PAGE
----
Knowledge, early recognition and acceptance : the journey to recovery from postnatal depression : a thesis presented in partial fulfilment of the requirements for the degree of Master of Arts in Nursing at Massey University

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Massey University
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The purpose of this qualitative study was to explore with women their experience of postnatal depression (PND), with a specific emphasis on what factors assisted and what factors hindered their recovery. Eight women who had suffered at some stage from PND took part in the study. Interviews were carried out using an in-depth interview technique with open-ended questions regarding their subjective experience, which were audio-taped and then transcribed. Using thematic analysis, the information obtained from the interviews was analysed and significant statements extracted. Patterns emerged and were clustered into three major themes: Knowledge, Early recognition and Acceptance. These three themes and the patterns within them were all closely entwined, each influencing the other and having a major effect on the woman's experience of PND and her recovery. Lack of knowledge was identified as a major hindrance to recovery, with women describing feelings of being in the dark, not knowing what was happening to them and feeling like a failure. This lack of knowledge was a barrier to seeking help, causing a delay in recognition and treatment which prolonged the illness and forced these women to suffer in silence. The opposite also applied where prior experience of PND enabled women to recognise the symptoms, seek help, receive treatment and recover more quickly. Postnatal depression is a common complication following childbirth. It can have devastating effects on the mother, the infant, the family and society. Recovery is not possible without knowledge about this condition, not only for the women themselves, but for society as a whole, including health professionals. Women in this study recognised that early recognition played a major role in their recovery, but also identified acceptance as a problem for themselves, health professionals and society, in delaying this process. As a result of this study, gaps within the New Zealand health service were identified, such as a lack of education about PND, parenting of a new baby and support services available in the community. Unrealistic expectations of mothers and the romantic media hype about childbirth and motherhood were also identified as an issue.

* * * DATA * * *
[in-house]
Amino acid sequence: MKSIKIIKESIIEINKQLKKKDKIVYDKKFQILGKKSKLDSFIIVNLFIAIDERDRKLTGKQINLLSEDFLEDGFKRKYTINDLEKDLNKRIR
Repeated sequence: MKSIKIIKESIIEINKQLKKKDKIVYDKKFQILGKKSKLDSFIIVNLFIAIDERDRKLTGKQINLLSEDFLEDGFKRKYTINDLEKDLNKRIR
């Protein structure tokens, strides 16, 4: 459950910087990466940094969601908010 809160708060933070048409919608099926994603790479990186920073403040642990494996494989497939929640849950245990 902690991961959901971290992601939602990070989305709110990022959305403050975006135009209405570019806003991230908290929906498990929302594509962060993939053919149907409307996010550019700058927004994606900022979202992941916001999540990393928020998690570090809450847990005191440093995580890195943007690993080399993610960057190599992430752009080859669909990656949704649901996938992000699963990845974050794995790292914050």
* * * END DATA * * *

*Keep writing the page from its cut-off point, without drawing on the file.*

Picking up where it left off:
Postpartum depression, Patients, Psychology, New Zealand, Maternal health services, Motherhood, Mental health services, Mothers